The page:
15. I Spy Visual Perception Activity– Make your own real life “I Spy” game using spring, Easter, or St. Patrick’s Day toys, items, stickers, plastic eggs, beads, etc.  Spread them all out on a table and ask your child to search and find certain items. This is similar to this I Spy activity we’ve done.  Works on visual memory, visual scanning,  and language development.  

16. Pot of Gold Sensory Bin– Grab gold coins, yellow checker pieces, or even real money and put them all into a big bin.  Add tweezers and tongs to work on fine motor skills as your child scoops and places the coins into a bowl.  Works on tripod grasp, open thumb web space, intrinsic muscle strength, and hand-eye coordination. Here is more information on the fine motor benefits of playing with coins.  

17. Shamrock Bean Bag Toss–  Cut shamrocks from felt (or use these ones) and pin them onto bean bags.  Toss them into bowls, pans, and other target areas.  Try playing hopscotch with the bean bags, too.  This is similar to our snowflake bean bag toss activity. Works on motor planning, proprioception, hand-eye coordination.    

18. Bunny Hop– Find some friends and do the bunny hop. Such a classic Easter activity is a great way to incorporate bilateral hand coordination, motor planning, proprioception, listening skills, direction following, and problem solving.    

19. Egg Trampoline Toss–  This is an activity to use with a mini trampoline or a full size outdoor trampoline.  Tape plastic eggs shut with tape,  Throw them on  the trampoline and try to catch them as they bounce back up. This is and activity for vestibular sensory input, hand-eye coordination, and motor planning. Don’t have a trampoline? No problem! Use plastic eggs in a tossing game, or a color scavenger hunt.  

20. Rainbow Write- Place a piece of paper on the floor. Have a big piece like a roll of wrapping paper? Even better! Use crayons or markers to write words in one color. Then trace over those words or letters in another color. Work your way through the colors for a beautiful way to practice letter formation. This activity works on proprioceptive input, core strengthening, letter formation, wrist and shoulder stability, visual motor skills, and more.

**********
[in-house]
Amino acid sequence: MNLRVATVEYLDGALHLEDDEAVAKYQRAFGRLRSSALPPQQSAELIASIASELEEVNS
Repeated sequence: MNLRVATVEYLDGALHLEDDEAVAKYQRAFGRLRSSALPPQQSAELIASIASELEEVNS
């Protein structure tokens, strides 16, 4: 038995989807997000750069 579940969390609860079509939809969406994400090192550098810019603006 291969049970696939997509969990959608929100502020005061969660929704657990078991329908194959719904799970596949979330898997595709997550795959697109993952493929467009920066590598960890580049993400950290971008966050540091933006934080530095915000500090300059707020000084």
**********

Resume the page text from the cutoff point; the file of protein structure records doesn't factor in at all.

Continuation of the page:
21. Sensory Egg Hunt– Create an egg hunt in a confined area with a sensory twist: Use a blindfold and a leader who needs to describe the directions the blindfolded person needs to go.  Provide an arm support to avoid injuries! Works on visual imagery, teamwork, and problem solving.   

22. Easter Egg Line Awareness–  Practice pre-writing line awareness with an Easter theme.  Working on more advanced skills? Try writing words on the lines of the eggs.  Can’t do an Easter theme in your school?  Adapt this activity to become a Spring flower line awareness activity.   

23. Dirt Dig– Start turning dirt for a Sensory Garden.  Not growing a garden this year?  Try some indoor gardening with flowers or herbs.  Works on sensory input, proprioception, problem solving, and executive functioning skills.  

24. Visual Scanning Color Search– Look for the colors of Spring (go through the rainbow) in an outdoor color hunt.  Gather items from nature in each color of the rainbow.  Works on visual scanning, motor planning,   

25. Proprioception Egg Squeeze–  Use balloons to make sensory squeeze balls for stress relief through proprioception to the hands.  Add other items to the balloons like flour for differing resistances.  Works on proprioception, hand strengthening.  

26. Spring Scooter Maze– Use a floor scooter, skateboard, or even a regular scooter as a wheeled seat to go through a maze drawn in chalk on a driveway. Kids can use their legs to pull along the path drawn with flowers and spring raindrops.  Works on core muscle strength, proprioception, motor planning, problem solving, and visual perception.  

27. Basket Crawls– Crawl across the floor crab walk/bear walk/wheelbarrow style.  The only problem is, you’ve got to carry a basket with you!  How can you get it across the room?  Maybe it’s on your belly or attached to a foot.  Works on motor planning, problem solving, bilateral coordination, gross motor skills, proprioception. Try these brain breaks for more ideas.  

28. Spring Squeeze–  Grab the cushions from the couch and make a big pile to squeeze out the winter blahs.  Try adding more or less pillows. Works on proprioception.  

29. Robin Sensory Bin– Use an egg carton to make a robin busy bag and add it to a Spring themed sensory bin for tactile play. Works on fine motor skills, tactile sensory.  

30. Flower Roll– Roll across a room or down a hill while naming types of flowers. Works on vestibular input, proprioception, motor planning.  

31. Seed Fine Motor Names– Use squeeze glue to write a name, letters, or words. Use seeds (or small pieces of paper torn up into bits) and sprinkle them on the glue letters.    

March, Spring, St. Patricks Day, and Easter themed Occupational Therapy ideas